Wise Guys

A wandering mind with feet to match. I've always been a hippie, recently a nerd, but mostly a primate.
This blog may contain disturbing or gory images, mostly related to conservation issues like hunting or animal abuse. Proceed with caution if you are sensitive.


What Makes Humans Special?

Hallmark traits of the human body did not all arise anew in our species. Instead they emerged piecemeal in our forebears over millions of years. Many of these traits seem to have helped support two defining trends in our evolution: upright locomotion and tool use.

Source: scientificamerican.com

(via theoriginofthespecies)

Map of science in the journal Nature,
SEED and Discover Magazines by W. B. Paley

[This image] was constructed by sorting roughly 800,000 scientific papers (shown as white dots) into 776 different scientific paradigms (red circular nodes) based on how often the papers were cited together by authors of other papers. Links (curved lines) were made between the paradigms that shared common members, then treated as rubber bands, holding similar paradigms nearer one another when a physical simulation had every paradigm repel every other: thus the layout derives directly from the data. Larger paradigms have more papers. Labels list common words unique to each paradigm.

The project site can be found here, along with a ton of other fantastic work by Paley. Seriously - his art is gorgeous, and allows for visualization of vast swaths of data.

Primatology news published today! Insight into the nature of warfare in chimpanzees.

From the article on Science Daily

Of all of the world’s species, humans and chimpanzees are some of the only to engage in coordinated attacks on other members of their same species. Jane Goodall was among the first to introduce the occurrence of lethal inter-community killings and since then primatologists and anthropologists have long debated the concept of warfare in this genus. Research theories have pointed to increased gains and benefits of killing off competitors and opening up increased access to key resources such as food or mates. In contrast, others have argued that warfare is a result of human impact on chimpanzees, such as habitat destruction or food provisioning, rather than adaptive strategies.

New research from an international coalition of ape researchers, published September 18 in the journal Nature, has shed new light on the subject, suggesting that human encroachment and interference is not, as previous researchers have claimed, an influential predictor of chimp-on-chimp aggression.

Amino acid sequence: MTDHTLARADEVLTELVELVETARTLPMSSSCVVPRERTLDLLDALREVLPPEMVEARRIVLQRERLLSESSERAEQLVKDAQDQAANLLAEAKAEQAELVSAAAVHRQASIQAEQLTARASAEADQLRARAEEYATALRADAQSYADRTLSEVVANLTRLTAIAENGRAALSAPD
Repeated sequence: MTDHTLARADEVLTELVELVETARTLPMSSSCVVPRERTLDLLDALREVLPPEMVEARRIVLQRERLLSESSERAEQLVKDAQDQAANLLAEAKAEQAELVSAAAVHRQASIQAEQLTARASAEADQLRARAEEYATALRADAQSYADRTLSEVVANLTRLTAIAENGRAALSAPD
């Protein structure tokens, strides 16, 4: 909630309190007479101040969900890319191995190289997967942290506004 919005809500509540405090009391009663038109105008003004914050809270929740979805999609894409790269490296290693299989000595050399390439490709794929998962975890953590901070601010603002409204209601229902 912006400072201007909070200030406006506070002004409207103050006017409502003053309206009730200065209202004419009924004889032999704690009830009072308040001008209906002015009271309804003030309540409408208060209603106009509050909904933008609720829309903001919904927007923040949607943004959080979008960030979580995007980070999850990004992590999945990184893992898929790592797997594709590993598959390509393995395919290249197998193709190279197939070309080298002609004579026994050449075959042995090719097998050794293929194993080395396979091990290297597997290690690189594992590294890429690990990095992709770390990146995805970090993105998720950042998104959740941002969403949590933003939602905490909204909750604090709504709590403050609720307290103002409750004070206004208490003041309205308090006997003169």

-From Science Daily

According to this new study by Wilson et al (2014), chimpanzee warfare can be linked more directly to evolutionary pressure than to recent anthropogenic impacts on their environment.

Variation in lethal attacks are associated more strongly with clade (Eastern vs. Western chimpanzees and bonobos), population density, and the number of males in a group than with human influence. Male population density and age ratios have also been studied in humans, most notably by Mesquida and Wiener (1999, article here), so it is no surprise that chimpanzee warfare follows similar patterns. These studies leave behind an interesting question: if war serves an evolutionary purpose, is it simply through increased mortality of aggressive males? Or are there longer consequences of heightened violence that we have yet to understand fully?

Original paper here: Wilson et al., 2014. ”Lethal aggression in Pan is better explained by adaptive strategies than human impacts”. Nature 513: 414-417.


by Dona Tracy

(via cacajao)



Just three more weeks until the book comes out! I can’t wait. In the meantime, here’s a sneak peek at some of the fun stuff inside.

Preorder: Amazon, Powell’s Books, Barnes and Noble, IndieBound

Looks amazing! 

(via theoriginofthespecies)

Game of Thrones: A very serious TV show about bloody battles and people dying at weddings

(via tumblrofthrones)



i left my 2015 dian fossey calendar in ga so i had to order a new one

sapiens-sapiens: yesssssssss support my babies. support all of them 


also if u ever use amazon, use the http://smile.amazon.com/ link and choose dian fossey gorilla fund international and everything you buy goes to support them



I laughed way too hard at this. 

(via scientistsarepeopletoo)

In this opinion piece, I will refrain from actually stating my opinion, opting to instead dither between reiterating the points of the authors and regurgitating vague environmental catchphrases like “we need to do something…”

Excerpt from my upcoming novel, “I Thought Being a TA Would Be Fun - Instead I’ve Been Marking Brain Farts for Fifteen Hours”.